The application of exosomes as a nanoscale cancer vaccine.

Tan A, De La Peña H, Seifalian AM - Int J Nanomedicine (2010)

The therapeutic application of AEX. Dendritic cells from peripheral blood monocytes are pulsed with AEX, and cell-specific anti tumor response has been observed. Copyright © 2002, Elsevier. Reproduced with permission from Andre F, Schartz NE, Movassagh M, et al. Malignant effusions and immunogenic tumour-derived exosomes. Lancet. 2002;360(9329):295–305.
© Copyright Policy
Related In: Results  -  Collection

Show All Figures
getmorefigures.php?uid=PMC2990382&req=5

f4-ijn-5-889: The therapeutic application of AEX. Dendritic cells from peripheral blood monocytes are pulsed with AEX, and cell-specific anti tumor response has been observed. Copyright © 2002, Elsevier. Reproduced with permission from Andre F, Schartz NE, Movassagh M, et al. Malignant effusions and immunogenic tumour-derived exosomes. Lancet. 2002;360(9329):295–305.
Mentions: Exosomes interact extensively with cells of the immune system, and it has been shown that they activate dendritic cells, thereby priming the immune system to recognize and kill cancer cells (Figure 3).5 Exosomes are typically derived and purified using a series of centrifugation steps, not exceeding 100,000 g on a 30% D2O sucrose cushion.34 AEX taken from peritoneal cavity fluid in cancer patients have been shown to cause tumor cell lysis by inducing dendritic cells to prime T lymphocytes via an MHC I-dependent pathway to kill cancer cells and also triggers the release of IFN-γ by peripheral blood lymphocytes in in vitro experimental models (Figure 4).35

Bottom Line: However, they are, strictly speaking, not 'true' cancer vaccines as they are prophylactic rather than therapeutic, are only effective against the oncogenic viruses, and do not kill the actual cancer cells.On April 2010, a new prostate cancer vaccine Provenge(®) (sipuleucel-T) was approved by the US FDA, and it is the first approved therapeutic vaccine that utilizes antigen-presenting cell technology involving dendritic cells in cancer immunotherapy.Coupled with nanotechnology, engineered exosomes are emerging as new and novel avenues for cancer vaccine development.

View Article: PubMed Central - PubMed

Affiliation: Centre for Nanotechnology and Regenerative Medicine, University College London, London, UK.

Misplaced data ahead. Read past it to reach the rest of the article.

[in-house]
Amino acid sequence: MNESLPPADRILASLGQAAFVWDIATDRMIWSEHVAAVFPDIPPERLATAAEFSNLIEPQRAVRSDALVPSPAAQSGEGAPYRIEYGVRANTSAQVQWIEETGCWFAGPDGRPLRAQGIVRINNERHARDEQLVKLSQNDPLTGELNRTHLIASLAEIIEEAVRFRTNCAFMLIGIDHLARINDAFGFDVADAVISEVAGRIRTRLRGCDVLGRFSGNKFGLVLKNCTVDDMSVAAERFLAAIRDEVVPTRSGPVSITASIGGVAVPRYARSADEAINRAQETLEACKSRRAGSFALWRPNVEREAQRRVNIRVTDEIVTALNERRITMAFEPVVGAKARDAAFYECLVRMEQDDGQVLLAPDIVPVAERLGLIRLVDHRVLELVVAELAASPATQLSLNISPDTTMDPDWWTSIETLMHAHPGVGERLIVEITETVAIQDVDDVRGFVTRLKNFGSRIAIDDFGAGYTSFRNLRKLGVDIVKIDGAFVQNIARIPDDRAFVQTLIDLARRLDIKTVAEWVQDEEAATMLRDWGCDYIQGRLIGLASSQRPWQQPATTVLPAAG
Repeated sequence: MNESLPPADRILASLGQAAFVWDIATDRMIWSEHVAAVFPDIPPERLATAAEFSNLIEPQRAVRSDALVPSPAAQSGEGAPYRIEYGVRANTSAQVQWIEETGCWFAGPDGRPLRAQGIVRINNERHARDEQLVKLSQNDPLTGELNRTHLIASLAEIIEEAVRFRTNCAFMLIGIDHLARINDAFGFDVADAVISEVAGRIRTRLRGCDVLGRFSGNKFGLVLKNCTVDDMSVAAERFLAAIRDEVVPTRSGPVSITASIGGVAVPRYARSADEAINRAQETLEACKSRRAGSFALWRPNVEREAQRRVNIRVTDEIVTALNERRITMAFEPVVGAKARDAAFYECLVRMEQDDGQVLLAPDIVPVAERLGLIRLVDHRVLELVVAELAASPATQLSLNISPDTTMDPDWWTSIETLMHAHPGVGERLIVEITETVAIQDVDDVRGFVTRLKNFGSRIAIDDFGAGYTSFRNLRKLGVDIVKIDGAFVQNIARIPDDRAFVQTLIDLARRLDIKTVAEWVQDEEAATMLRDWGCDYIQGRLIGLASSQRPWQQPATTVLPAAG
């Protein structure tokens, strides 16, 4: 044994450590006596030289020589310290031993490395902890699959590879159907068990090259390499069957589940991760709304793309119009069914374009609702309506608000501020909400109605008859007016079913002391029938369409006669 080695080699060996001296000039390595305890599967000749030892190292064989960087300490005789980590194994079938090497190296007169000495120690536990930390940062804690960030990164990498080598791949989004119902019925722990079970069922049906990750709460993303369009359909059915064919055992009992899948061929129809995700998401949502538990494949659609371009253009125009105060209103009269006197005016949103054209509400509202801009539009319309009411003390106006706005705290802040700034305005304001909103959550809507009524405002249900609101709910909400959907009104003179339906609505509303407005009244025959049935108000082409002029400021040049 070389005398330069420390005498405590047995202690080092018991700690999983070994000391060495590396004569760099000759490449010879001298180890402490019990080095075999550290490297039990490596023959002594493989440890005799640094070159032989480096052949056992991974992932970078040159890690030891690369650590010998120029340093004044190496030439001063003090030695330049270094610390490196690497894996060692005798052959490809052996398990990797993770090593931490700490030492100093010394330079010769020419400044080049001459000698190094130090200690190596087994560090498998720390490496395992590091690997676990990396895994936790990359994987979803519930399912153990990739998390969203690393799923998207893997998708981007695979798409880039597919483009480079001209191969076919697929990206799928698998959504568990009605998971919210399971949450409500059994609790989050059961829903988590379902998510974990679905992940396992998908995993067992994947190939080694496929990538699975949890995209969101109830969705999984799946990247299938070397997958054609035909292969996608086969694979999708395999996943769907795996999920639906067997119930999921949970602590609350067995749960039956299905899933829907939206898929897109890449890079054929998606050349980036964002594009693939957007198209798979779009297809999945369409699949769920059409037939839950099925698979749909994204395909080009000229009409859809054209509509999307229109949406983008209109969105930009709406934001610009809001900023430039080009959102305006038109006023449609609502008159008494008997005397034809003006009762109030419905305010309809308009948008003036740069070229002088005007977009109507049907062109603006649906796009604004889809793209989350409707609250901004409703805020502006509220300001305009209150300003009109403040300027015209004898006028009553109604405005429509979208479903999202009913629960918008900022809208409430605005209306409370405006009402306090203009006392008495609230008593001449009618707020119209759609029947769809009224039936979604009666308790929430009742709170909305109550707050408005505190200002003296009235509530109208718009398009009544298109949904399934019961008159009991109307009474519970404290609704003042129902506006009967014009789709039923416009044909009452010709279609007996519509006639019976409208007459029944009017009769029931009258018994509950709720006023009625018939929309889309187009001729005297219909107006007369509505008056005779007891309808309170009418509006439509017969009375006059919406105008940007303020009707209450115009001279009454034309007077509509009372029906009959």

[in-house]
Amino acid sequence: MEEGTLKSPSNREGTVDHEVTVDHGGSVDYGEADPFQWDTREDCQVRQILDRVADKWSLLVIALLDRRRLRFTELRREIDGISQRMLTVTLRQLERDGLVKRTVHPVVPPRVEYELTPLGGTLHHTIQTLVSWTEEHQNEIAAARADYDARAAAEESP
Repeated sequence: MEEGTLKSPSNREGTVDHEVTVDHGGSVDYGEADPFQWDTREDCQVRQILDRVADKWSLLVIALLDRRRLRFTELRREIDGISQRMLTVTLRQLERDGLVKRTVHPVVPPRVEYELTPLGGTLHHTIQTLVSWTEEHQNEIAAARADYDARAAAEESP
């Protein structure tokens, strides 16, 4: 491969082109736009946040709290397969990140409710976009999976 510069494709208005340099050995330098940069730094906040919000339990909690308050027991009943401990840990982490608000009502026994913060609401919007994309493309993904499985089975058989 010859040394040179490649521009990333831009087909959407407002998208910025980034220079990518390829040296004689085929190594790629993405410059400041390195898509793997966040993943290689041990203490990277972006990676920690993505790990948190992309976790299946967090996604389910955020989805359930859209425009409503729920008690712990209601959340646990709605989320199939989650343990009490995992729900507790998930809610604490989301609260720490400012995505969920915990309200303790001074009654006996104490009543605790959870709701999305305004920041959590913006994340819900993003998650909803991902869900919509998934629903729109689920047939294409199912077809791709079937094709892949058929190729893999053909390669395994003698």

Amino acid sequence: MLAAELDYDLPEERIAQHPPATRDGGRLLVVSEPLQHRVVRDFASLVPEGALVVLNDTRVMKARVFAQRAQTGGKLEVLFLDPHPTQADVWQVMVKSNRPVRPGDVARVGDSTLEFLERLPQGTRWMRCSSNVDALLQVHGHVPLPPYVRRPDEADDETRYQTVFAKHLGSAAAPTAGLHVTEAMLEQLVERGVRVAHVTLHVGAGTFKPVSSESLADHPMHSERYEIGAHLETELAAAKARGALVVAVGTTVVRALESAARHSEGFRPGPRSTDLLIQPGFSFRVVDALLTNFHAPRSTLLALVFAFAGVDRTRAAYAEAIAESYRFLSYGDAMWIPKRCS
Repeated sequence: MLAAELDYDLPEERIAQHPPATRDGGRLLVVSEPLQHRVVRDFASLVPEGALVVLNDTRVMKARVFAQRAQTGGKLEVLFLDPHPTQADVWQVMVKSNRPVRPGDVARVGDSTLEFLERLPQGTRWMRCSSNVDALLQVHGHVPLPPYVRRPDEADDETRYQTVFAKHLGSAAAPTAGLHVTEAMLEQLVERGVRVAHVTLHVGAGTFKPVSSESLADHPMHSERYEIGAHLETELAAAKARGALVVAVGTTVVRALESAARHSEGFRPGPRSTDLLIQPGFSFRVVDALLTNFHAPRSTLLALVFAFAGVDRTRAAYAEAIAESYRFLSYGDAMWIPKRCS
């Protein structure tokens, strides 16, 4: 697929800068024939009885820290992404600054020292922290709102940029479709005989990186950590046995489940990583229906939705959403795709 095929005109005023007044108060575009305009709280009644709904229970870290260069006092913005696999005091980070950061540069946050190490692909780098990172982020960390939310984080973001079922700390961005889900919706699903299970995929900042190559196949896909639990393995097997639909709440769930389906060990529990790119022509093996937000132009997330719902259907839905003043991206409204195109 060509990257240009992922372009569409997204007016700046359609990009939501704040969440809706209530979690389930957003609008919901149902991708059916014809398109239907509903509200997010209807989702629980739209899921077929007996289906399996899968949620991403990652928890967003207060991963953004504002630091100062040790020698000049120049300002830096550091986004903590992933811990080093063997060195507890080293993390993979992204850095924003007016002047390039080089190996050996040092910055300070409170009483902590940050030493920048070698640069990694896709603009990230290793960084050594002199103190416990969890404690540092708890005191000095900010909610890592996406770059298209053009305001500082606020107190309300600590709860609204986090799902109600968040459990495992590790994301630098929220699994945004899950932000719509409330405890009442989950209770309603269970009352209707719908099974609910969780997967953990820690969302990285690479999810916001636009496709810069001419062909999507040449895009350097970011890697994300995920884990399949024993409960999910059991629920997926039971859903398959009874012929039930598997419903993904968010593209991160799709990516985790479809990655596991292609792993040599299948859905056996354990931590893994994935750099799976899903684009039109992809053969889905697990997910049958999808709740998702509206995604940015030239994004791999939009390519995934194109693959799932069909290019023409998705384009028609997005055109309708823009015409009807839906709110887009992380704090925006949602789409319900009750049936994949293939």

ABSTRACT
Cancer is a leading cause of death globally, and it is predicted and projected to continue rising as life expectancy increases. Although patient survival rates for some forms of cancers are high due to clinical advances in treatment protocols, the search for effective cancer vaccines remains the ultimate Rosetta Stone in oncology. Cervarix(®), Gardasil(®), and hepatitis B vaccines are currently employed in preventing certain forms of viral cancers. However, they are, strictly speaking, not 'true' cancer vaccines as they are prophylactic rather than therapeutic, are only effective against the oncogenic viruses, and do not kill the actual cancer cells. On April 2010, a new prostate cancer vaccine Provenge(®) (sipuleucel-T) was approved by the US FDA, and it is the first approved therapeutic vaccine that utilizes antigen-presenting cell technology involving dendritic cells in cancer immunotherapy. Recent evidence suggests that the use of nanoscale particles like exosomes in immunotherapy could form a viable basis for the development of novel cancer vaccines, via antigen-presenting cell technology, to prime the immune system to recognize and kill cancer cells. Coupled with nanotechnology, engineered exosomes are emerging as new and novel avenues for cancer vaccine development. Here, we review the current knowledge pertaining to exosome technology in immunotherapy and also seek to address the challenges and future directions associated with it, in hopes of bringing this exciting application a step closer toward an effective clinical reality.

Show MeSH
Related in: MedlinePlus